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Why colleges handle sex assault cases

Jennifer Suhl, chief of the Domestic Violence and Sexual Assault Unit at the Northwestern District Attorney's office in Northampton, fields questions Thursday.

Jennifer Suhl, chief of the Domestic Violence and Sexual Assault Unit at the Northwestern District Attorney's office in Northampton, fields questions Thursday. Purchase photo reprints »

These victims often seek recourse and protections in the relatively private investigative venue colleges are federally mandated to provide. Campus judiciary proceedings, carried out by students, faculty and administrators, aren’t perfect, but they provide a vital alternative to the criminal justice system, which in some cases, can become a public and even more traumatizing experience, experts say.

“The most important thing out there is that the victim choose their path of response,” said Gina Maisto Smith, a Philadelphia attorney and former sex crimes prosecutor. College and law enforcement officials in the area say there is plenty more work to do in helping sexual assault victims explore options and navigate campus and legal avenues of redress. Smith, who specializes in institutional responses to sexual assault, is working with Amherst College to develop new sexual assault policies.

Experts say higher education institutions can provide many short-term tailored responses for victims in the immediate wake of a sexual assault. Among these are changes to their educational environment, new living arrangements, allowing a semester off, and support services such as tutoring and counseling. This can help maintain a student’s stability, which is a huge benefit while campus, or parallel criminal investigations into a sexual assault are under way.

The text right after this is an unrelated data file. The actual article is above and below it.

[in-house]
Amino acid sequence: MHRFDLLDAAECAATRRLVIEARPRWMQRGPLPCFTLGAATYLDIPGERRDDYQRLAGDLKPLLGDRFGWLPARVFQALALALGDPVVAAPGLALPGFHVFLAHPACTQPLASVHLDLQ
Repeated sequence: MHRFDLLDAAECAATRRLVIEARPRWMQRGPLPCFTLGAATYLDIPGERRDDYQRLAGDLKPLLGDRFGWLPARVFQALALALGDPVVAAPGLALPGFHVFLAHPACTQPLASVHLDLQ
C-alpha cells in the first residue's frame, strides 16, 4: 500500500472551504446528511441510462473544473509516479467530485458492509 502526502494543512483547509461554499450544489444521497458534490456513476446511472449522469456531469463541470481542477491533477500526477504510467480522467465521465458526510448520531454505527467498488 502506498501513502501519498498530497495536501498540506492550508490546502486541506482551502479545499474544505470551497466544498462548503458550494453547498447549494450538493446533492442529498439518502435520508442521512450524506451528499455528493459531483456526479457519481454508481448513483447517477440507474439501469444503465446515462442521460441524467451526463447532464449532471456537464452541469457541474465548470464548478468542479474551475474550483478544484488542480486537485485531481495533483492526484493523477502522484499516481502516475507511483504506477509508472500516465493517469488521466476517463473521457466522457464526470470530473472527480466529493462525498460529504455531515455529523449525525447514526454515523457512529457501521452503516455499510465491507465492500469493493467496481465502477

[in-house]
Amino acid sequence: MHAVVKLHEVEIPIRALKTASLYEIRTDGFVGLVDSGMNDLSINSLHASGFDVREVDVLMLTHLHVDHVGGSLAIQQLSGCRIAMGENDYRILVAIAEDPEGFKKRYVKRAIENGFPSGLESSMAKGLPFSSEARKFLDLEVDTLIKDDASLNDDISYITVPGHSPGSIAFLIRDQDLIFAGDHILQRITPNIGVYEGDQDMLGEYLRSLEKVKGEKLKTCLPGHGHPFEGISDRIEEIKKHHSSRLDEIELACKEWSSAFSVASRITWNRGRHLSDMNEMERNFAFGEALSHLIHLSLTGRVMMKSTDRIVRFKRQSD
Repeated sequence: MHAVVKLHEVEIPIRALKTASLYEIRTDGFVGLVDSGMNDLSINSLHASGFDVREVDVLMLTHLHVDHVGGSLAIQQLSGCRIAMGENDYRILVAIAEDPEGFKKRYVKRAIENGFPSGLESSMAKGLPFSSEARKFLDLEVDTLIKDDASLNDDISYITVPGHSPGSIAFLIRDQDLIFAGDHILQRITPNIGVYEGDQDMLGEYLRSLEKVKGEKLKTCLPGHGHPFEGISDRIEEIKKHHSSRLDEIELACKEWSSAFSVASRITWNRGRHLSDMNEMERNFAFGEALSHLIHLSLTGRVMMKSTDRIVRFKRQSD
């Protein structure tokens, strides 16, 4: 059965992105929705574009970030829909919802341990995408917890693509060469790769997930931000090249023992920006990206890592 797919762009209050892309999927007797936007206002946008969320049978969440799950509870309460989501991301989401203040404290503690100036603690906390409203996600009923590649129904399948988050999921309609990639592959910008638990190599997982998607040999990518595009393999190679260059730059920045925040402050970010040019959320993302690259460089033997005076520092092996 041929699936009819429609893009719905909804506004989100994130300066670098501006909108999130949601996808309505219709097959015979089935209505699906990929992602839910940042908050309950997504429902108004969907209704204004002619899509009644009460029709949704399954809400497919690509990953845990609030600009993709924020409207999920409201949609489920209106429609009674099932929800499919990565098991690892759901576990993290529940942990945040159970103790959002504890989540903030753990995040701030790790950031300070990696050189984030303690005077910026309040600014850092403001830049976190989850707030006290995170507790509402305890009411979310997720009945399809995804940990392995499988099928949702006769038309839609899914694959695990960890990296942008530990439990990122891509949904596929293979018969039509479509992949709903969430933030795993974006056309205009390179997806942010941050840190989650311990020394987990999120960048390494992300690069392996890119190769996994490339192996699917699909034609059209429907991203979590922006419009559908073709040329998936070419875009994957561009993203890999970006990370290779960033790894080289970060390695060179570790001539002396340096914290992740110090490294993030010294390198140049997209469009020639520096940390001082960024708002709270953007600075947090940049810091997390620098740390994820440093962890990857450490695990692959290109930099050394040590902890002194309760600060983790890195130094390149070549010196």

“These are the kinds of kinds of things that schools can do for students that law enforcement can’t provide,” said Smith. The role of prosecutors, on the other hand, “is law enforcement, assessing crimes and meting out punishment,” she noted, not so much attending to the needs of victims.

There are many factors that weigh into decisions by victims not to bring their cases to the criminal justice system: fear of the legal system, a desire to avoid the public airing that goes along with a trial, a sense of self-blame, the possibility there will be no conviction, and the length of time a criminal case takes. Sometimes, prosecutors say they can’t pursue charges because of a lack of evidence.

“You may have a prosecutor concerned with their conviction rates and they’re not cases that are easily won in the criminal justice system,” said Alison Kiss, executive director of the Clery Center for Security on Campus, a Pennsylvania-based advocacy group for better crime reporting and prevention on college and university campuses. “I wish this wasn’t the case, but it shows that there is certainly a place for campuses to be involved.”